MENA Oil & Gas in the Energy Crisis: A Thorn Bed for Washington?
The MED This Week newsletter provides expert analysis and informed comments on the MENA region’s most significant issues and trends. Today we turn the spotlight on the challenges the United States is facing to shore up ties with unsatisfied allies in the Middle East and North Africa and tackle today’s energy crisis. The United States is
The United States is striving to strengthen bonds with its major Middle Eastern allies, as it seeks to deal with the dire effects of the Ukraine war on global energy and food security. Since the outbreak of the conflict, Washington has attempted to encourage oil-producing countries like Saudi Arabia, the UAE, and Qatar to increase their output and reduce Europe’s dependency on Russian imports. OPEC member states have thus far declined to do so, sticking to the oil production plan so far agreed with Russia. Unlike Doha, Riyadh and Abu Dhabi dodged Western appeals, triggering a debate about whether they can step in to fill the gap. From their side, Gulf monarchies are disappointed at what they consider a declining US commitment to their security, epitomised by Washington’s stance on the Iran nuclear deal as well as on the recent attacks from the Houthi rebel group. American demands also overlap with the growing ties between Arab Gulf states and China. These seem to have broken new ground as Riyadh and Beijing are now considering using the Chinese yuan for future Saudi oil sales. To date, both the US and the EU have refrained from sanctioning Russia’s energy industry without alternative arrangements for Russian natural gas. In the past weeks, European politicians such as the UK Premier Boris Johnson and German Minister for Economic Affairs and Climate Action Robert Habeck travelled to Gulf capitals to secure their energy needs. Similarly, on March 26th, US Secretary of State, Anthony Blinken, embarked on a five-day tour to Israel, Morocco, and Algeria to expand economic and diplomatic cooperation with key US partners. Despite his meetings with the UAE Crown Prince Sheikh Mohammed bin Zayed al Nahyan in Rabat and the Algerian President Abdelmadjid Tebboune, Washington’s top diplomat failed to achieve tangible results in the energy sector.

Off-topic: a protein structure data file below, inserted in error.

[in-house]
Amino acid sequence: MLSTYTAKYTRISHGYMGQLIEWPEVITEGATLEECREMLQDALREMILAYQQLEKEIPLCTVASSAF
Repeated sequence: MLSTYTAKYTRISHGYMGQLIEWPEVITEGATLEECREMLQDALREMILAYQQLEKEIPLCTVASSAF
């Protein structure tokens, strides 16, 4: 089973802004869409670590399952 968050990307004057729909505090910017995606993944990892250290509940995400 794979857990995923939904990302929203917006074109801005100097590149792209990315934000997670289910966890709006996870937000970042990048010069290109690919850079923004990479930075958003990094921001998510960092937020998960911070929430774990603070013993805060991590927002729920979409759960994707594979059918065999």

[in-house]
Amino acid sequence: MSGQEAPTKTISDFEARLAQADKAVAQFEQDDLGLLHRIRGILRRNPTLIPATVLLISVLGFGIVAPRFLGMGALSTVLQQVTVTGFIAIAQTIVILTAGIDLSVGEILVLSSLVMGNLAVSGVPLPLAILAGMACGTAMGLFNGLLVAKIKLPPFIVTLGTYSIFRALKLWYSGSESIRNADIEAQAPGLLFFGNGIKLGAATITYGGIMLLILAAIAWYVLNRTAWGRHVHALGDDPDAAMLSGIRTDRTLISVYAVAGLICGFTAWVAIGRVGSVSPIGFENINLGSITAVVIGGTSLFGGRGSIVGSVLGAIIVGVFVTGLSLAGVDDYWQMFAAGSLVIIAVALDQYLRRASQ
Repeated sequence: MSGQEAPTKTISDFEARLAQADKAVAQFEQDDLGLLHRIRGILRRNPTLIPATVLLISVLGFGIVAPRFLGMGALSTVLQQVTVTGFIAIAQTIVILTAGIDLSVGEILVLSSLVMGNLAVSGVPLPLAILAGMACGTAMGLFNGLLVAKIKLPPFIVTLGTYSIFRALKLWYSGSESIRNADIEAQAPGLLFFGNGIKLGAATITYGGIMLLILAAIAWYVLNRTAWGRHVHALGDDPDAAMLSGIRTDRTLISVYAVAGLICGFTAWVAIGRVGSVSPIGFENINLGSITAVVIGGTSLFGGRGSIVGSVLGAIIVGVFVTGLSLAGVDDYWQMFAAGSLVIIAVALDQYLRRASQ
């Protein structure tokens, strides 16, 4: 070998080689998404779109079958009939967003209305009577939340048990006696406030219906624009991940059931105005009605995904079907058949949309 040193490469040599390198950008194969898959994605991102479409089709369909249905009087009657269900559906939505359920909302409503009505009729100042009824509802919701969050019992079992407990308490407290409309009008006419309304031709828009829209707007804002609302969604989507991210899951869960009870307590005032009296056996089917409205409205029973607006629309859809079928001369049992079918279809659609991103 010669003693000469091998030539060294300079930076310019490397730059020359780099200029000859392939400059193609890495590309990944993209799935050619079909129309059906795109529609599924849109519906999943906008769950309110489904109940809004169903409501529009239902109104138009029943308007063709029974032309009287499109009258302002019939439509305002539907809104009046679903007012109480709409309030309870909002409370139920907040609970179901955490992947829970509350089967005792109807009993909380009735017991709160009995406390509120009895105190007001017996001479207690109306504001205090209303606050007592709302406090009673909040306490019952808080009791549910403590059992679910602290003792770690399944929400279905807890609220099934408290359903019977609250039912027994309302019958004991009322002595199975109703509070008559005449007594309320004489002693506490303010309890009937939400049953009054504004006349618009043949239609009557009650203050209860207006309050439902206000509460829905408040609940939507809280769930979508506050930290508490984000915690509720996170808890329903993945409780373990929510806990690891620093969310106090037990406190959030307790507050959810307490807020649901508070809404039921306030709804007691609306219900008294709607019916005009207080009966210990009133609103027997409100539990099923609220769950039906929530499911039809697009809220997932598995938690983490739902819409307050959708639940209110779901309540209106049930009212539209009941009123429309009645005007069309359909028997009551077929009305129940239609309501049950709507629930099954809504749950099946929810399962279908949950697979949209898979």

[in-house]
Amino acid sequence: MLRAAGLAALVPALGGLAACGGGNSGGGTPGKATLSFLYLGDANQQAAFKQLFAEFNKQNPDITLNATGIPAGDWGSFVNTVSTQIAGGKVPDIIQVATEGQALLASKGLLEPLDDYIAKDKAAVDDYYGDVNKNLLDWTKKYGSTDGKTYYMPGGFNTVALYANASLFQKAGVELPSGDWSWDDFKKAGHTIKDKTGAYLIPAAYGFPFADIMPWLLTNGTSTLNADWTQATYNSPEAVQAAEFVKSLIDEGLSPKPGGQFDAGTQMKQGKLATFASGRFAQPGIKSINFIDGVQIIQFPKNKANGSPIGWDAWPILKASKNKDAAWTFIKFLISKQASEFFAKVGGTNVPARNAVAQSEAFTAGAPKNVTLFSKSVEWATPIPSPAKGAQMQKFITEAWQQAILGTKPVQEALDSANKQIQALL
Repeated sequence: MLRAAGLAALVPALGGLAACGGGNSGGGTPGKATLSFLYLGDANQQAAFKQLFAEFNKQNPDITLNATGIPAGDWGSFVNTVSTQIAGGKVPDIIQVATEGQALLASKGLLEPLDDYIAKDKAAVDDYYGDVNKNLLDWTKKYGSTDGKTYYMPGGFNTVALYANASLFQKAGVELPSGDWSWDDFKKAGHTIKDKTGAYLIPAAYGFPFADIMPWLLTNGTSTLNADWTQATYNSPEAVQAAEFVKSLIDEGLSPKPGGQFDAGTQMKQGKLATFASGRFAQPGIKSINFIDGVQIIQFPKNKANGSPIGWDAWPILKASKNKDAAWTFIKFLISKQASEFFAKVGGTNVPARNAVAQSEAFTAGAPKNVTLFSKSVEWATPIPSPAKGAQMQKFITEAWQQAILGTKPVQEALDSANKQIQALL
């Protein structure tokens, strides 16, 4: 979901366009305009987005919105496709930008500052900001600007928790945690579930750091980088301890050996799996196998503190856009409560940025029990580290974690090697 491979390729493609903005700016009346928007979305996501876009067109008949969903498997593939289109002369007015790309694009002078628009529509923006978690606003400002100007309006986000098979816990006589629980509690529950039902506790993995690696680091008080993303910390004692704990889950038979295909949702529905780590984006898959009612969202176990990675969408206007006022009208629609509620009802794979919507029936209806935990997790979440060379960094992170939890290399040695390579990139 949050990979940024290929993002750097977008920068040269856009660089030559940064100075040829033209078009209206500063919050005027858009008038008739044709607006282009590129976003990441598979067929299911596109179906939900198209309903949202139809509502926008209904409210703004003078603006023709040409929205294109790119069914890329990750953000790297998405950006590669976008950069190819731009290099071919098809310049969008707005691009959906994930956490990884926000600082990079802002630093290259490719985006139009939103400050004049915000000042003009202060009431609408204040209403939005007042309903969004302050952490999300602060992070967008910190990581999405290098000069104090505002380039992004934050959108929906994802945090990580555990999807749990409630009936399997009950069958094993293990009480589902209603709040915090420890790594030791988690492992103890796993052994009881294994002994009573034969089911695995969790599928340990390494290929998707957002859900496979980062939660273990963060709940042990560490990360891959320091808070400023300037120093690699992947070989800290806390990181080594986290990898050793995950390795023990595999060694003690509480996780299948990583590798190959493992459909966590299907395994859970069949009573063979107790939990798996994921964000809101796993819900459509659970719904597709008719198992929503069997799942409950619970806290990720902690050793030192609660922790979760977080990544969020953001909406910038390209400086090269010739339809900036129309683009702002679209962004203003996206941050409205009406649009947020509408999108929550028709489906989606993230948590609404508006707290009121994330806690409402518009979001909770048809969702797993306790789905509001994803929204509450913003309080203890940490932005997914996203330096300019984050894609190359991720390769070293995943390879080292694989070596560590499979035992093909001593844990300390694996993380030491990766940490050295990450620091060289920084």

The experts of the ISPI MED network react to the unresolved political and energy challenges of US influence in the MENA region in the aftermath of the crisis in Ukraine.
The Ukraine war will not affect the oil giants’ plans
“The Gulf Arab states find themselves at the centre of an international energy crisis, with diplomatic and financial leverage. There has been a growing sense of independence among these six states of the GCC to pursue their interests separately in foreign policy, but also in their economic competition with each other, and for some, to position themselves as integral to the shifts in the global economy. OPEC+ has meant that Russia is more part of that leverage, but for the UAE and Saudi Arabia, this also means tremendous opportunity for profit-taking in a tight oil market, perhaps new market share. Spare capacity has its limits and is not an automatic lever to increase. However, just the act of refusing to convene and consider more production is an act of independence and a demonstration of will, particularly to make the point that some members will not take direction from Washington. Even as oil prices are high now, it is somewhat counterproductive to stake a reputation on being unwilling to compromise, both on energy policy and on shunning Russia politically.”
Karen Young, Senior Fellow and Director, Program on Economics and Energy, MEI
The UAE will pursue its own agenda (despite US assurances)
“Officials in the United Arab Emirates (UAE) are upset with many aspects of the Biden Administration’s foreign policy, from nuclear negotiations with Iran to the suspended F-35 deal and Yemen. Abu Dhabi is making its frustrations with Washington known. The UAE, by taking a ‘neutral’ stance on Russia’s invasion of Ukraine, allowing Russian oligarchs to park their wealth in the Emirates, welcoming Syria’s president to Dubai and Abu Dhabi, along with Mohamed bin Zayed’s refusal to speak directly to Biden, all underscore the Gulf state’s keenness to assert its increased autonomy from the US in a multipolar world. Yet, Abu Dhabi does not want to walk away from the US, which remains the UAE’s security guarantor. Rather, the Emiratis are making it clear they will pursue their own agendas based on Abu Dhabi’s perceptions of the UAE’s national interests without Washington’s frustrations and disappointments stopping them from doing so.”